The report goes on to say “In general…Industry Representatives support a transition to…salmon aquaculture industry which drives innovation and supports the use of new technology”. In other words: ‘slow down here, we’ll keep on innovating and tweaking unproven and unworkable technologies in the ocean, until the last wild salmon is gone’.
This is not polarized
The Department’s Framework for Discussion states: “There are strongly held, polarized views among Canadians on the benefits and risks of open-net pen salmon aquaculture in BC”. Political polarization is defined as “the divergence of political attitudes away from the center, towards ideological extremes”. That’s not what is happening here: the removal of salmon farms is supported by all the groups mentioned above, as well as the entire west coast commercial salmon fishing fleet and the union which represents the shoreworkers, tenders, and fishers.
The salmon farming industry’s only support comes from people who directly benefit, whether they are First Nations, workers, bosses or shareholders. The membership of Nations and family members of workers are willing to (and do) speak out against salmon farms.
Industry’s wildest dreams
The report then goes on to articulate the salmon farming industry’s wildest dreams: a ten-year transition process to allow technological innovation (and “experimental failures”), longer license durations to attract investment, and incentives such as an increase in the permitted biomass (ie bigger facilities with more farmed salmon).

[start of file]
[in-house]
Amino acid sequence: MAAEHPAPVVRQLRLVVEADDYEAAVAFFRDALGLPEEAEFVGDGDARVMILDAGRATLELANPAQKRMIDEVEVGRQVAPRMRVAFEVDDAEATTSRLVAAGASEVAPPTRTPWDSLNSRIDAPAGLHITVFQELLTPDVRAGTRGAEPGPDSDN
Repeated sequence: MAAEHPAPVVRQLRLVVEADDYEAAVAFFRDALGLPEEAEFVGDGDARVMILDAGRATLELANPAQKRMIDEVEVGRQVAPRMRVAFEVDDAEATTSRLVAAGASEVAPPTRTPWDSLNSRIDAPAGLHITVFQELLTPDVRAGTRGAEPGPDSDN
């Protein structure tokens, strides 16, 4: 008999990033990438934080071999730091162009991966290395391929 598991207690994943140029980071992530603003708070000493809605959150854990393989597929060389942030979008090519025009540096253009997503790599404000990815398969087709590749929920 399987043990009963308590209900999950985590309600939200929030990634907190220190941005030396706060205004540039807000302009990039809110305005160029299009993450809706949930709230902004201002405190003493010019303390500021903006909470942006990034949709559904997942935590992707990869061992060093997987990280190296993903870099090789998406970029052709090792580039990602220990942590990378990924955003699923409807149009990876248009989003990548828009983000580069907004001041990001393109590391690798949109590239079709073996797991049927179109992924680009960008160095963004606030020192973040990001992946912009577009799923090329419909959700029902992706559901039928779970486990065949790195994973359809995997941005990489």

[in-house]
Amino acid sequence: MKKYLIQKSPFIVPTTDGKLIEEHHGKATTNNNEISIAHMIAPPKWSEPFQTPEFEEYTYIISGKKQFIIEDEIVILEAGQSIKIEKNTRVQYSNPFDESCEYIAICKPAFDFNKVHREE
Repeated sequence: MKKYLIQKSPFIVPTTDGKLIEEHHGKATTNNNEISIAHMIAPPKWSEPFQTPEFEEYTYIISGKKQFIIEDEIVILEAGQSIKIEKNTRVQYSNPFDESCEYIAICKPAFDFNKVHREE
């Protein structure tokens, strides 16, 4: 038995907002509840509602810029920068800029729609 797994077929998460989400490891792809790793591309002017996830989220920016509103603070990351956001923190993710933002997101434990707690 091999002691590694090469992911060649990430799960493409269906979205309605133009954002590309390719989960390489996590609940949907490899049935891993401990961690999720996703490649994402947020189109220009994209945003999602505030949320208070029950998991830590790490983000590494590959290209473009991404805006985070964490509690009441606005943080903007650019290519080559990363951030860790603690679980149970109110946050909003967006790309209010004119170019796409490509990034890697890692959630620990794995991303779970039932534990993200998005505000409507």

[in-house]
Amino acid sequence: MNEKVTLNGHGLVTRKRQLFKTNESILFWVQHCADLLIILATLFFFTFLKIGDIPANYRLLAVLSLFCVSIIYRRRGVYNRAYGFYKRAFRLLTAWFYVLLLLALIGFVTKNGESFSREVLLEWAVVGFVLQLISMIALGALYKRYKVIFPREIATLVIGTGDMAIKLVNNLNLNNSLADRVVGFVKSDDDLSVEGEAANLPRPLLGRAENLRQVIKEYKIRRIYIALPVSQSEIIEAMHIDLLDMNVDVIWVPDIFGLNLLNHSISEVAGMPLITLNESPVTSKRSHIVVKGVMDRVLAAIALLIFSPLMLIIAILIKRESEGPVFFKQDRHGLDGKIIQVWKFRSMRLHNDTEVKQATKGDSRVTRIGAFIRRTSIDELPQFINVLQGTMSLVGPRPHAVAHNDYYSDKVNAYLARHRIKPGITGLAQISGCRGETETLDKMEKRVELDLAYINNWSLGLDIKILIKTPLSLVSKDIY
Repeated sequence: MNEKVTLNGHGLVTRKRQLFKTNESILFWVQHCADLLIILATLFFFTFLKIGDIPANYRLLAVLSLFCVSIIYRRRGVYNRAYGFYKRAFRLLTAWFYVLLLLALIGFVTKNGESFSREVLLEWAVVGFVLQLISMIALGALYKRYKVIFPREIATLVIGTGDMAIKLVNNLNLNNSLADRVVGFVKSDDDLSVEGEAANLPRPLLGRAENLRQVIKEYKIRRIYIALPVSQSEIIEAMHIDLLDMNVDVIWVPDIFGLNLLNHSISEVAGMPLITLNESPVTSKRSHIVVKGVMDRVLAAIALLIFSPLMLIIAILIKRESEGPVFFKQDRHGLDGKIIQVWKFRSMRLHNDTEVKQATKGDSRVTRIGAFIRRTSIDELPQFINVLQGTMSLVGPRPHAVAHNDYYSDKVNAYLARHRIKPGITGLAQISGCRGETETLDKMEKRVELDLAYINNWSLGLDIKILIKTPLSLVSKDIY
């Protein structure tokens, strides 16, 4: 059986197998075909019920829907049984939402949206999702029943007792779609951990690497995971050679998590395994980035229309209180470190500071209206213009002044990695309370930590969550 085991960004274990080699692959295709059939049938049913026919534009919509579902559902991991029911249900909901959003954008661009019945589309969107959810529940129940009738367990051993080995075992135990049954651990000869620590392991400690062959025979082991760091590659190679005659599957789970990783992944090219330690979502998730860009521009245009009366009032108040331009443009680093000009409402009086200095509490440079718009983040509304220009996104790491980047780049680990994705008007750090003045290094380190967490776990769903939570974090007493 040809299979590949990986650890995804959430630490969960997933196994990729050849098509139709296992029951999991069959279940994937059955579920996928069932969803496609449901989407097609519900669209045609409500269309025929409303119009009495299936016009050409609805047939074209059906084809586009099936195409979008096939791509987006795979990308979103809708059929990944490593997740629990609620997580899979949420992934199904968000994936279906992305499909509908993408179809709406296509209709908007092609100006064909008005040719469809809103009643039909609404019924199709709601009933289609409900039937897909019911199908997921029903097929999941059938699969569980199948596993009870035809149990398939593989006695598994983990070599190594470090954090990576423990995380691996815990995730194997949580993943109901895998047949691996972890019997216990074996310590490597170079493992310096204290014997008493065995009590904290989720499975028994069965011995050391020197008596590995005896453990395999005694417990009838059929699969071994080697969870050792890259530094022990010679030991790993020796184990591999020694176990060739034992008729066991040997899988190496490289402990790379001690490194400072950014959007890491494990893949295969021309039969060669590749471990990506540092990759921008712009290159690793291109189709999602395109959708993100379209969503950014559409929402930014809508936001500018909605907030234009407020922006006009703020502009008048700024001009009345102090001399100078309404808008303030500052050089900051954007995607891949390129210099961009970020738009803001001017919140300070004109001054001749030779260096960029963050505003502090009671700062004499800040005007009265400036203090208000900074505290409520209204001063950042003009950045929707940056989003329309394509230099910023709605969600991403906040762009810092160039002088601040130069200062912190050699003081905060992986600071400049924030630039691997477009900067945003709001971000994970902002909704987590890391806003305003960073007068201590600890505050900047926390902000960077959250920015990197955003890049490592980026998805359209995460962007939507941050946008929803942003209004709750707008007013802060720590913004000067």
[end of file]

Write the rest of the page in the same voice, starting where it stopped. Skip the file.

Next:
There is no ocean-based closed containment system which can grow fish to market size. If the Minister charts a path as described by the Aquaculture Management Division, we will see an attempt by industry to experiment with technologies which have been proven to not succeed at rearing farmed salmon, let alone protect wild salmon.
Time for bold action
The Framework for Discussion and the What We Heard report both refer to the need for “bold action” to protect wild salmon. Yet the AMD and industry seem to be calling for the status quo.
As Fisheries Minister, Joyce Murray’s primary responsibility is to protect wild salmon. As she stated recently, “When it comes to protecting and restoring BC’s wild salmon, failure is just not an option”…
Dan Lewis is Executive Director of Clayoquot Action.